iRAP’s technical/economic study covers technology and industry overviews, materials, current and emerging production methods, new developments in materials and processing techniques, business and technology issues, current and emerging applications, and an extensive market analysis. Current size and future growth of the global markets are estimated for 2014 and 2019.





This report reviews the technology of power and distribution transformers, the types of power and distribution transformers, their applications, and current and anticipated demand for power and distribution transformers, The report provides an analysis of material and product types in that category, processing technologies, properties, applications, new developments and patents, the global markets, and competition.

The qualitative and quantitative judgments embodied in this report are a valuable contribution to the current knowledge of power and distribution transformers, their manufacturing technologies, applications, and markets. Moreover, this study has been conducted at a vital stage when new soft magnetic materials such as amorphous steel are revolutionizing the application areas. Because of the very low magnetic loss, these materials are replacing some of the current materials, as well as finding new applications especially in distribution transformers.


This report is directed to executives of organizations that are interested in the developments in this field, including:

  • Power and distribution/transformer manufacturers;
  • Companies involved in the development, manufacturing, and supplying of power and distribution transformers;
  • Manufacturers and suppliers of amorphous magnetic materials, grain oriented electrical steel and fabricated stamping/laminations used in cores of transformers;
  • Manufacturers and suppliers of systems and subsystems which incorporate power and distribution transformers;
  • Engineering, procurement and construction (EPC) contractors and power plant owners; and
  • Independent power producers (IPPs), non-utility generators (NUGs),public utilities, intermediaries such as stocking distributors and electrical contractors, and turnkey power project construction  companies.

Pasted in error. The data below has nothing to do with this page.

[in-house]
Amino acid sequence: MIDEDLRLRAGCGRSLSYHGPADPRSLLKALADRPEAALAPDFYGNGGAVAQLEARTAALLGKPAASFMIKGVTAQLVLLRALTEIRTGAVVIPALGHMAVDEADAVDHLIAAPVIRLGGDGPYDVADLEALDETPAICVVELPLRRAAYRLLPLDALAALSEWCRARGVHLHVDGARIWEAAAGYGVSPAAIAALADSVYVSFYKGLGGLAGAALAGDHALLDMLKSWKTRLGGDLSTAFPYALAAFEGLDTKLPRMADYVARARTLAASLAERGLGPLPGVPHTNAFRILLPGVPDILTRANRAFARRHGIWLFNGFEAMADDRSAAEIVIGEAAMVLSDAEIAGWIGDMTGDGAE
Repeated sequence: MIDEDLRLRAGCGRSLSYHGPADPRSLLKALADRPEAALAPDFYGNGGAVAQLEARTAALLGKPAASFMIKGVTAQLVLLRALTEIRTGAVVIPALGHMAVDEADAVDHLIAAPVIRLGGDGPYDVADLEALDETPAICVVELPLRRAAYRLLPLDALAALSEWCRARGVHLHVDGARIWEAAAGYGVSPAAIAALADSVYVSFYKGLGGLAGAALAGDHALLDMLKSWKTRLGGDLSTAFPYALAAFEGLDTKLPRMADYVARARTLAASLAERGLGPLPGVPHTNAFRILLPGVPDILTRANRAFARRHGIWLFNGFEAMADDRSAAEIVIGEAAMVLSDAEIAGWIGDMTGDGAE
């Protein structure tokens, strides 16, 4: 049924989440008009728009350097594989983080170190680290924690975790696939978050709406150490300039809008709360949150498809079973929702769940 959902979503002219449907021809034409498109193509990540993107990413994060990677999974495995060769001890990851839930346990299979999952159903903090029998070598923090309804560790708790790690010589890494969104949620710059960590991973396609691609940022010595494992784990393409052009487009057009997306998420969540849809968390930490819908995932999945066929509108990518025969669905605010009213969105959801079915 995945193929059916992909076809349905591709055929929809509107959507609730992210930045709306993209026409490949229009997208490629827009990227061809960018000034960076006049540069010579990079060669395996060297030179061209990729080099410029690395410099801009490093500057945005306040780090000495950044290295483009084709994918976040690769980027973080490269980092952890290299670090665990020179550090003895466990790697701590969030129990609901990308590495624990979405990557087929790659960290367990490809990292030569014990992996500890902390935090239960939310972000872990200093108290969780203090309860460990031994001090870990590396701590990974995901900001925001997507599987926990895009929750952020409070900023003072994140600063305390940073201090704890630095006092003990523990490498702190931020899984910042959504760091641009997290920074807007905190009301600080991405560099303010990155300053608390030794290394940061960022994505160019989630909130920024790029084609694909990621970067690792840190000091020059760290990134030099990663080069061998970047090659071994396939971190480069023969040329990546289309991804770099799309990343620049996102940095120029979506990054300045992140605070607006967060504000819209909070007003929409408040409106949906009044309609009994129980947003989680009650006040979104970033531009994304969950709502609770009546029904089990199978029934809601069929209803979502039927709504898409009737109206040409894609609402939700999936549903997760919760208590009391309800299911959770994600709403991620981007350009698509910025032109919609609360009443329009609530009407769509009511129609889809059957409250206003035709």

The large global transformer industry results from the interplay between participating agencies at local, national and international levels, such as the bulk buyers of power transformers (PTs) consisting of independent power producers (IPPs), turnkey project construction companies, top utilities/power distribution companies, and electrical contractors engaged in transformer purchase. The industry also involves a large number of stamping/lamination fabricators and a mix of well-known multinational companies for PTs as well as many small/medium industrial units specialized in assembly and testing of distribution transformers (DTs).

Utilities are demanding compliance to higher efficiency requirements in distribution transformers. Most utilities now use purchasing formulae that factored the effect of transformer efficiency into the purchasing decision. Manufacturers have responded by tailoring their products to the energy evaluation factors specified by customers, so that it is now possible to purchase a high-cost, high-efficiency transformer or a unit with a lower first cost and lesser efficiency.

In the last two decades, amorphous metal transformers (AMTs) used as distribution transformers have reduced system losses. These novel and highly energy-efficient units were slightly more expensive but had significantly lower operating costs than conventional units, resulting in lower life-cycle (LC) or total ownership costs (TOC).

According to a new iRAP report, the global market reached to about $41,560 million in 2014, and it is estimated to increase to $63,500 million by 2019 at a CAGR of 8.8 % per year from 2014 to 2019. China has the largest market share followed by the US, Europe, India and Japan.